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Well, here it best attempt at documenting my tranny rebuild: ( Submitted by Colin W, AKA: "IHateDomestic" )

1st, you'll need all of the parts to do the rebuild with, and all of the tools to do the job. I had every tool needed (no real special tools are required)except for 2 different types of bearing puller. All of the parts came in one kit from www.standardtransmission.comat a reasonable price (compared to Honda anyway...). The prices are documented above. Here's what the kit included: Every bearing, every syncro ring (but not the syncro hubs ), axle seals, shift rod seal, and mainshaft seal.

Next you need to get the tranny out of the car. There's a good article on on tranny removal, but I can't get a link to it right now. This can be done by yourself, as I am living proof. Your best bet is to use a floor jack under the engine and another floor jack with a large square of plywood bolted to it, under the tranny (aka: "the ghetto tranny lift"-Mista Bone). Here it is out of the car. You can clearly see the mainshaft slines (that your clutch disk rides on), throw-out bearing (that presses on the spring fingers of the pressure plate), left side axle seal, and the shift rod...for those of you who may not have seen this stuff before :).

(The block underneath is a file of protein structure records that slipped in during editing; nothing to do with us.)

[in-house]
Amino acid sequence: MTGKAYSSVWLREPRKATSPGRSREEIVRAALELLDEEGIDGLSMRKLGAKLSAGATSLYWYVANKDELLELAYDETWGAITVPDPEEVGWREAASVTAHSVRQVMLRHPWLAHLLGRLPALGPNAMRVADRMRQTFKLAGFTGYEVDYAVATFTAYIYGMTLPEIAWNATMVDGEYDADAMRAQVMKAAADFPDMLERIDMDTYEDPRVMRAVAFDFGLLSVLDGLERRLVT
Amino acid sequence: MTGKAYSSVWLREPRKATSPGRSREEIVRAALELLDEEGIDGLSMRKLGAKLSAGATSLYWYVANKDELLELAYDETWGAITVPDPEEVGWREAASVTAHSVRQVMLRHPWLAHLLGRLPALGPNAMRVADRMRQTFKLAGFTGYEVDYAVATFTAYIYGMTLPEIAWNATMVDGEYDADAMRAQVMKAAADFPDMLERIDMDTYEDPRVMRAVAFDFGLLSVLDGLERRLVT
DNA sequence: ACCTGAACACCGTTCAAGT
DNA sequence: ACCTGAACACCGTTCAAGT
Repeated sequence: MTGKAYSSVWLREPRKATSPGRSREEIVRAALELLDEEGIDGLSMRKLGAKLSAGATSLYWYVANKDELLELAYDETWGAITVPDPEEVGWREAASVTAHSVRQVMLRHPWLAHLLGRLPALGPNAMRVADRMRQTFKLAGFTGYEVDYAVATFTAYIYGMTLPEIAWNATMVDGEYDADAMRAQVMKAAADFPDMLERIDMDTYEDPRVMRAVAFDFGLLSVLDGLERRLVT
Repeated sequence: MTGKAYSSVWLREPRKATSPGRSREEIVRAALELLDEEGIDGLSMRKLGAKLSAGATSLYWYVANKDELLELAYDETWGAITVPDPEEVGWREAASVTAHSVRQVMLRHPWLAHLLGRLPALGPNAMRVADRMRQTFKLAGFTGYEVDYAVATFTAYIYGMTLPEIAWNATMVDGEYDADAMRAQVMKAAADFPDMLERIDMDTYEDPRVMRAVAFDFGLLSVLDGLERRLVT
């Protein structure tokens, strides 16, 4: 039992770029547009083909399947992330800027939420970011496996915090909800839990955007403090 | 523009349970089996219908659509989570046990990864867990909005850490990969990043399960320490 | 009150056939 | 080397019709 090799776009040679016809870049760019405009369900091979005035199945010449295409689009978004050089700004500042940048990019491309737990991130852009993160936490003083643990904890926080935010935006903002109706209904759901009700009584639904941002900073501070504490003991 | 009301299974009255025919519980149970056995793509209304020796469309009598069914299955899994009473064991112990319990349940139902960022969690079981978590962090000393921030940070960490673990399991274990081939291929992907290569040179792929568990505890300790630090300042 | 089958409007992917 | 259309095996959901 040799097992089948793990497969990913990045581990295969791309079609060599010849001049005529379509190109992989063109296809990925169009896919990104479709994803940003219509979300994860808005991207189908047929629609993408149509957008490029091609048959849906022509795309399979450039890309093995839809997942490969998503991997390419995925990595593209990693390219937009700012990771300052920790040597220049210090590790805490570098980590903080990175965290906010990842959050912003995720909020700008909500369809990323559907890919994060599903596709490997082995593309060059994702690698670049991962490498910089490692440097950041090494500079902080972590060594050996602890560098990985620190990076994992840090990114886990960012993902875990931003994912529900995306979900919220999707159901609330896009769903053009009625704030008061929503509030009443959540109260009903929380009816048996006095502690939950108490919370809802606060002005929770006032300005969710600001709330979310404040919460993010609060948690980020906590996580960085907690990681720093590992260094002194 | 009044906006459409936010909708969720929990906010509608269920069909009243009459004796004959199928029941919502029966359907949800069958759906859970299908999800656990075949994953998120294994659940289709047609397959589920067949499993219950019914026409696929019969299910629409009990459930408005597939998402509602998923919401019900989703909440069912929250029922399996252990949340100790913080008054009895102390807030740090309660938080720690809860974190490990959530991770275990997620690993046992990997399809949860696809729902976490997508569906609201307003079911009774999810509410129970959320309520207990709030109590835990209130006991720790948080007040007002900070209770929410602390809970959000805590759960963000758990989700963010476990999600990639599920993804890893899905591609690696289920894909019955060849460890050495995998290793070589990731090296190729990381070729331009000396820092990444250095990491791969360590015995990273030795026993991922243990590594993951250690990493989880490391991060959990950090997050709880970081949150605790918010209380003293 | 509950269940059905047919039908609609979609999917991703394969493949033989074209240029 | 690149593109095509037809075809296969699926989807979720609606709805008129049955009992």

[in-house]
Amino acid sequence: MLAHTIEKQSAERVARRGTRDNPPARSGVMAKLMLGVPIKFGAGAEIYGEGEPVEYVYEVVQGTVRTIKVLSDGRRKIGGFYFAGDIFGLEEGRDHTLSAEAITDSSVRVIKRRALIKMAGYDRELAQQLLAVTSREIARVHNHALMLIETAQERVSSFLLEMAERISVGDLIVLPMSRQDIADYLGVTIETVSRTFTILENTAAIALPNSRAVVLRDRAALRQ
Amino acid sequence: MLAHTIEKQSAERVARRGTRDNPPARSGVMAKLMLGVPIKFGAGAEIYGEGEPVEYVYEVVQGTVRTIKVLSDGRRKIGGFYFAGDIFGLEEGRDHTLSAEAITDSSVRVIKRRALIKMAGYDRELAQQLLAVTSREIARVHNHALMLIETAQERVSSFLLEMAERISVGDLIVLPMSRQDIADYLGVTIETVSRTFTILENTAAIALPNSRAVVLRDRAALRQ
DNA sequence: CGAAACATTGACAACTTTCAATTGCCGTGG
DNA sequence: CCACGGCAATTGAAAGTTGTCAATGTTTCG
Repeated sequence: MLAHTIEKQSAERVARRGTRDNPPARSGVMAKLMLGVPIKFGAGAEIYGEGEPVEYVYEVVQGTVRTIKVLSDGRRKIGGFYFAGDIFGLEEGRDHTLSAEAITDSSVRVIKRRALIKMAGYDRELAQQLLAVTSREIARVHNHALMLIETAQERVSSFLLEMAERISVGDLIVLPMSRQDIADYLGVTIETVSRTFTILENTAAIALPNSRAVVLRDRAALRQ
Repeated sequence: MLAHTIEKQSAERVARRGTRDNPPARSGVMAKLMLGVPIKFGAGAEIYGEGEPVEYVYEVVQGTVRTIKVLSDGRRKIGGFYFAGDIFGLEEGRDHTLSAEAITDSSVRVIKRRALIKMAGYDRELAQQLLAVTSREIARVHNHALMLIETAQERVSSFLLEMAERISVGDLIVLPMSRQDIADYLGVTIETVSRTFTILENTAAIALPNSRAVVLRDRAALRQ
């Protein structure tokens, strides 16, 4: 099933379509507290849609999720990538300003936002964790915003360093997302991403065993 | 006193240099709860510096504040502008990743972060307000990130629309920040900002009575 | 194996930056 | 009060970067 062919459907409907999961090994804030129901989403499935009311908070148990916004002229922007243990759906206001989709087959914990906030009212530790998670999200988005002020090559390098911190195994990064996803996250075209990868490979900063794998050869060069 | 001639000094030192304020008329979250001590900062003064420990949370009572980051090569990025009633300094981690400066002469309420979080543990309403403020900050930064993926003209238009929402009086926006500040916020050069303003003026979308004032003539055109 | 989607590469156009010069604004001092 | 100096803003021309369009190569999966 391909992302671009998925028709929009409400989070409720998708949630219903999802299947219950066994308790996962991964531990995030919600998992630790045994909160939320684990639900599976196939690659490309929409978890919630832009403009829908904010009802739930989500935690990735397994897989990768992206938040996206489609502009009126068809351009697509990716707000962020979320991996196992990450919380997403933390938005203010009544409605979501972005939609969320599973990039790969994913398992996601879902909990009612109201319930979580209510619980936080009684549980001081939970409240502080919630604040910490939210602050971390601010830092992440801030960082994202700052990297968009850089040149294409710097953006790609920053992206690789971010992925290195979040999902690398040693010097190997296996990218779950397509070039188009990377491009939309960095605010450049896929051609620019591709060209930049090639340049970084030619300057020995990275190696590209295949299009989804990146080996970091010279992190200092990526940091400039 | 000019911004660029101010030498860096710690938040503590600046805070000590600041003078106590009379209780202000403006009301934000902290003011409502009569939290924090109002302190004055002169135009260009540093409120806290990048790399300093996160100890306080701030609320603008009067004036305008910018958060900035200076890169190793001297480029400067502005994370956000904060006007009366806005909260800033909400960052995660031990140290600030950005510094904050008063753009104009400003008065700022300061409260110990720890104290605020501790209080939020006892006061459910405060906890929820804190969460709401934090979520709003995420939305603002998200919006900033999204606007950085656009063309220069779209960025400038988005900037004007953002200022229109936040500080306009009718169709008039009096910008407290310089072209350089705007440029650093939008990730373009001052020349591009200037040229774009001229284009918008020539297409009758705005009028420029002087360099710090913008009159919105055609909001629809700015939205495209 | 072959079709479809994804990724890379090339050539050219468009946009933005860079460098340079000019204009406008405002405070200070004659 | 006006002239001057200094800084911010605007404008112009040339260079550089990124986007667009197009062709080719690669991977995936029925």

Strip everything off of the exterior of the tranny (seals, brackets, reverse light switch, etc...) and sit the tranny so the clutch housing end is face down on the table. At the top of the transmission housing is a large plug. Remove it. Also remove the 13-14 bolts around the perimeter of the case. Now here is where things get fuzzy....literally! My photography skills are unmatched! Here's the pic of the plug:

Under this plug is the snap ring that holds the case on. The ring fits into a groove around the end of one of the countershaft bearings. So you have to expand the snap ring and lift the case at the same time. Kinda tricky. Here's what's under the plug:

Enhanced version :)